As we feminists struggle to elevate Mary and Guadalupe, we sometimes forget that speaking of birth and gestation is not always empowering or even essential to womanhood.
It is early morning on the Hill of Tepeyak on December 9, 1531 when a wondering peasant named Juan Diego first caught a glimpse of her presence. Diego sees a vision of a teenage girl surrounded by light; the young girl asks that a church be built on the hill in her honor. After hearing her speak and seeing the light emanating from her presence, Diego recognizes her as the Virgin Mary. He rushes to the Spanish archbishop who insists on a sign as proof of Diego’s vision. The young girl instructs Diego to gather flowers from the top of the hill, even though it is past their growing season. Upon climbing to the top of the Hill of Tepeyak, Diego discovers Castilian roses—a beautiful flower otherwise unheard of in Mexico—which the glowing young woman arranges in his cloak. When Diego returns to the archbishop, he opens his cloak to reveal the miraculous flowers and they fall to floor; in their place was an image imprinted on the fabric of his cloak. It was the image of Our Lady of Guadalupe.
Guadalupe is one of Mexico’s most popular religious and cultural images and her icon, now on display at the Basilica of Our Lady of Guadalupe, is one of the most visited Marian shrines in the entire world. On December 12, countless Christians—particularly Catholics—celebrate her feast day. Her feast day occurs within the four week celebration of Advent, which is the period of waiting, expectancy, and gestation before the birth of Jesus at Christmas.
Many feminists struggle with Mary and Our Lady of Guadalupe, insisting that they are often used to illustrate the submissive role of women in the church. Still others adhere to essentialist understandings of their stories, claiming liberation from some kind of inborn and innate feminine power. In these ways, some feminists highlight the story of Mary/Guadalupe as an example of the divine feminine nature of God, gestating in the womb and birthing the sacred into being. This is a powerful way of talking about divine incarnation, of God enfleshing Godself into earthly reality through the expanding womb of young Mary.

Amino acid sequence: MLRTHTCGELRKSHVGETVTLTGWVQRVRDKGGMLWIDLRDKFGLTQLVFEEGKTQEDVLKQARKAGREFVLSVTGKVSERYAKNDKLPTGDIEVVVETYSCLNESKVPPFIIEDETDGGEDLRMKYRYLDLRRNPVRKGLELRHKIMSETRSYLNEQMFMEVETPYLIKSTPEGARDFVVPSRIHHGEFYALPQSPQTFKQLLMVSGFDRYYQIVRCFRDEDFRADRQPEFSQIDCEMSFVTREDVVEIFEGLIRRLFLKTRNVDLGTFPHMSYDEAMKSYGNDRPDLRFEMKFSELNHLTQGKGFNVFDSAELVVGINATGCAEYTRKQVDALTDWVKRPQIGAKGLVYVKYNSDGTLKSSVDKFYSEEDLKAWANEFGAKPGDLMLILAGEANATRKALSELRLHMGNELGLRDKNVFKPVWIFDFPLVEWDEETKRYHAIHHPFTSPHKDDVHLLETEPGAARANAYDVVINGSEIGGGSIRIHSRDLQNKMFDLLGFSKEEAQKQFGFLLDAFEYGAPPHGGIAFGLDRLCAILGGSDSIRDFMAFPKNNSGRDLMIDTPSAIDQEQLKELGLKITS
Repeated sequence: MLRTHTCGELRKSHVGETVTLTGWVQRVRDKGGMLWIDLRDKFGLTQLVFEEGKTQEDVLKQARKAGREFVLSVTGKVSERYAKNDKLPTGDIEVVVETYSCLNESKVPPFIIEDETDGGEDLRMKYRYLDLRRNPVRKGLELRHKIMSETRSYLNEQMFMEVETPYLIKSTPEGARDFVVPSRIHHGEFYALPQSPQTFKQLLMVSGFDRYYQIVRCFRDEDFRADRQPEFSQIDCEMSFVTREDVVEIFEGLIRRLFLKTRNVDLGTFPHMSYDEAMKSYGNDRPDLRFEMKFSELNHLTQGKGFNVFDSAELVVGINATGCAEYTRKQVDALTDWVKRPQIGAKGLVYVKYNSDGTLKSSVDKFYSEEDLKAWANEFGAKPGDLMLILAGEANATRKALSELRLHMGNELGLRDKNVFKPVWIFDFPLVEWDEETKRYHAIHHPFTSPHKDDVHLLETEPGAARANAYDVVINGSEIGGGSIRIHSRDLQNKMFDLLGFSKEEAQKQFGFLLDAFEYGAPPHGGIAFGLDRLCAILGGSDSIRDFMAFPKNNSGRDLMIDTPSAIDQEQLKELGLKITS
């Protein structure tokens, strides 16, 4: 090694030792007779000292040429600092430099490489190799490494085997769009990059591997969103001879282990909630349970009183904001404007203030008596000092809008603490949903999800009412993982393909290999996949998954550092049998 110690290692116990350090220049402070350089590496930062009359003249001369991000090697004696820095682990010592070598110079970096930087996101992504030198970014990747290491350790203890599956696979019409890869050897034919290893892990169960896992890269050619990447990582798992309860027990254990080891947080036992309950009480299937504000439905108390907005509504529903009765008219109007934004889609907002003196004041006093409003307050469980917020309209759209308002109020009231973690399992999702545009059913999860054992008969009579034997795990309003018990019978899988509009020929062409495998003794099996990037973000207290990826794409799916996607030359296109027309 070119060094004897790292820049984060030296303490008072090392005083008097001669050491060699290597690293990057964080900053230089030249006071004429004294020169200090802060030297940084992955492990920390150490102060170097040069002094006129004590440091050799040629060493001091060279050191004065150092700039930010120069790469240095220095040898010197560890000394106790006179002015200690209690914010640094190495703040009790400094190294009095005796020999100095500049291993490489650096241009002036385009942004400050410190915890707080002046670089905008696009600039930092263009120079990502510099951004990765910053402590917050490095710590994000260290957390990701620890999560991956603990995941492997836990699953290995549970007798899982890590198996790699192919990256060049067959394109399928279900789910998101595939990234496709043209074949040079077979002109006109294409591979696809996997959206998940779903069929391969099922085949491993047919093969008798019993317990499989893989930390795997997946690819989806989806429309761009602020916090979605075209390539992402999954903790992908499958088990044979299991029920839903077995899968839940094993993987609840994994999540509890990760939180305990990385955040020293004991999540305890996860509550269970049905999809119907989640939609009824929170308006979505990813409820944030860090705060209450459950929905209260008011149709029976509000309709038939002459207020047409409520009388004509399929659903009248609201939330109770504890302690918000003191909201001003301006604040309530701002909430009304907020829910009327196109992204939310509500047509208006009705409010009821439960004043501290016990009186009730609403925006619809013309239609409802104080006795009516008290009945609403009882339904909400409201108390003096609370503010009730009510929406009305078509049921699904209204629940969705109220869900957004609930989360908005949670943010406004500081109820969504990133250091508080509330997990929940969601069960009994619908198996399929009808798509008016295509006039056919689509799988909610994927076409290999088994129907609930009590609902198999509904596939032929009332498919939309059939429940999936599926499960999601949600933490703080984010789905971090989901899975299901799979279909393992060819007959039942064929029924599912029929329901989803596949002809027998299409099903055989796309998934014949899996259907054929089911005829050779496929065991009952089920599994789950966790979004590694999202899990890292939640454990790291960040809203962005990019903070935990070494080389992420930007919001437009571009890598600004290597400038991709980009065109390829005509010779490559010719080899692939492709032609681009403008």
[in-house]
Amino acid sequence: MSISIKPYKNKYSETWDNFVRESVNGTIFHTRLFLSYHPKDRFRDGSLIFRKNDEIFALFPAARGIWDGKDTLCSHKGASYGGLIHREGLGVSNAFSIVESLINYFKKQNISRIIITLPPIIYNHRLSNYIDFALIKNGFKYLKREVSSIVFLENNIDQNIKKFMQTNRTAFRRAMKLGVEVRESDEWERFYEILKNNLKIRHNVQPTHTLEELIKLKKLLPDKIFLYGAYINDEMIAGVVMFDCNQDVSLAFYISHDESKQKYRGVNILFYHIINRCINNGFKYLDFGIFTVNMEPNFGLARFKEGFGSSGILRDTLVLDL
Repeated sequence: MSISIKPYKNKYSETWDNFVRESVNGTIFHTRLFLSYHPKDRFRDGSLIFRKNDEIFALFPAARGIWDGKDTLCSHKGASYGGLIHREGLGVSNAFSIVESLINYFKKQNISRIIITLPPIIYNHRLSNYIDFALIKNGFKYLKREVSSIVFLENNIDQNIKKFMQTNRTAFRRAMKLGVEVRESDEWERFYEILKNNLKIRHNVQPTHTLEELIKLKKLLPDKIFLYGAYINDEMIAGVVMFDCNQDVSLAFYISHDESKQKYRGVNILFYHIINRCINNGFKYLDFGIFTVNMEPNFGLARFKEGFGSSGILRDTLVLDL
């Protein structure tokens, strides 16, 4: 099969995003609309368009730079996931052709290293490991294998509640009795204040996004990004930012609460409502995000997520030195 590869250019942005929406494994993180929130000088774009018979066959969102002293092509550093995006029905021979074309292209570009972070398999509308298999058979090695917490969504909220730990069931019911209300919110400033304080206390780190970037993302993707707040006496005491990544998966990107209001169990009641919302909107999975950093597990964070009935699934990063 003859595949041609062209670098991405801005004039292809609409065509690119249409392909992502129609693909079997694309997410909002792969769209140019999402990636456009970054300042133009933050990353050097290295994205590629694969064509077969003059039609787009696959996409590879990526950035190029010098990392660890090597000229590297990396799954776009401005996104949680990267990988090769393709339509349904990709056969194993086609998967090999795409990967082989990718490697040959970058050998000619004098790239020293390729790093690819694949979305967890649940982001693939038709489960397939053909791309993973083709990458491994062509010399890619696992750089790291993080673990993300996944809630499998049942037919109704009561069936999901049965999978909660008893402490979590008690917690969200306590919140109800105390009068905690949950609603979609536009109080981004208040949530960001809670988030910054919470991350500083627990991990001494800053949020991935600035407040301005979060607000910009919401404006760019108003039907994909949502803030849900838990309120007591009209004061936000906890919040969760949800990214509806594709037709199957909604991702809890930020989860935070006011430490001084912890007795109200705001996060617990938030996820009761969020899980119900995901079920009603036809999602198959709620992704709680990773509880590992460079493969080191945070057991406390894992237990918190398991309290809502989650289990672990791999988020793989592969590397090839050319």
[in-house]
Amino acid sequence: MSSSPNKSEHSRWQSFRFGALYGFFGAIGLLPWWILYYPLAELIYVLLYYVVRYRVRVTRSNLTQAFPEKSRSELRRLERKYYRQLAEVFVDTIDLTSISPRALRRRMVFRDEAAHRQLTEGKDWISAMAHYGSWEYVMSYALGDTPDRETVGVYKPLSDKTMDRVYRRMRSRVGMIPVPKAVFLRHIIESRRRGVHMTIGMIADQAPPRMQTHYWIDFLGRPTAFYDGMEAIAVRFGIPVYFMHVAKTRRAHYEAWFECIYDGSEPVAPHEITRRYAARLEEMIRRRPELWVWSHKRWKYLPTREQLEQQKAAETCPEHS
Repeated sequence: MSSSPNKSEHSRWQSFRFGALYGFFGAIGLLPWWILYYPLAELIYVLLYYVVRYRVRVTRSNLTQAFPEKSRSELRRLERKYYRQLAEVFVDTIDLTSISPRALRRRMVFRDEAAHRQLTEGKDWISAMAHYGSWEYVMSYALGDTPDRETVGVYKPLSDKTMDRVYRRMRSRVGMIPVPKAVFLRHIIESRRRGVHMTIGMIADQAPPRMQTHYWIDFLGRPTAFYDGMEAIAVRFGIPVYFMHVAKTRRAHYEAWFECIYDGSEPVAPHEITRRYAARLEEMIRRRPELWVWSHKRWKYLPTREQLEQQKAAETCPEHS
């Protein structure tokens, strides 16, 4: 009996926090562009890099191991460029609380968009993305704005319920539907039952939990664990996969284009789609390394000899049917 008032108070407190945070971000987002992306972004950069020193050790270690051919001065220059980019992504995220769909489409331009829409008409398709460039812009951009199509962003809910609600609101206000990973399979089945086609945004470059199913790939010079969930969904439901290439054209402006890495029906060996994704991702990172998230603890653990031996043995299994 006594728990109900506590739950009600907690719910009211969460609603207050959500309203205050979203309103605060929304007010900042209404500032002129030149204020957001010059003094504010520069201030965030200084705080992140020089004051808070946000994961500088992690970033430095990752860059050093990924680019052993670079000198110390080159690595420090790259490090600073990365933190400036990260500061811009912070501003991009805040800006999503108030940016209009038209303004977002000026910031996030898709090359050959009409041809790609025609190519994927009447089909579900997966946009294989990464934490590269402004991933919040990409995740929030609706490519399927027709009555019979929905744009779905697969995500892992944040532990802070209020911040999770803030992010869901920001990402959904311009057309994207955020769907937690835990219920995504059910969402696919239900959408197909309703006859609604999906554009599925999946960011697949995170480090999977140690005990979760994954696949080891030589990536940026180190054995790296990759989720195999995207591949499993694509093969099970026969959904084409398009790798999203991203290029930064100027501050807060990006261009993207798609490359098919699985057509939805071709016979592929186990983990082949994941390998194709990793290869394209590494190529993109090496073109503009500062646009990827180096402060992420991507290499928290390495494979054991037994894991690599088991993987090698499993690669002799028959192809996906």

Along these lines, Marcia Mount Shoop expounds upon Jesus’ birth in her book about embodiment and the body of Christ called Let the Bones Dance. She writes:
Has anybody ever thought about Mary having contractions?
Yes, she had contractions.
But there is just that one line, something like…
“and then the time came that she would be delivered” or whatever.
She had Jesus in a barn, for Christ’s sake.
She had to let out at least a few shrieks along the way.
Has anybody ever acknowledged that Mary had a cervix,
much less that it dilated and was all stretched and bloody?
What was it like for her?
What was it like for her?
gripping whatever was closest to her determined hand…
What was it like to labor with God that way?
And these words have power, power of overcoming our Docetic desires that sterilize Jesus’ birth, that wipe away the manure in the manger, and instead birth a squeaky clean Christ into a Renaissance painting where Mary’s porcelain flesh shimmers under her blue embroidered Shakespearean gown as she holds a white baby Jesus whose golden hair matches the halo around his clean head. We don’t really want to think about the holy’s cervix. But it’s there, dilated and pushing, groaning the light of love into the world.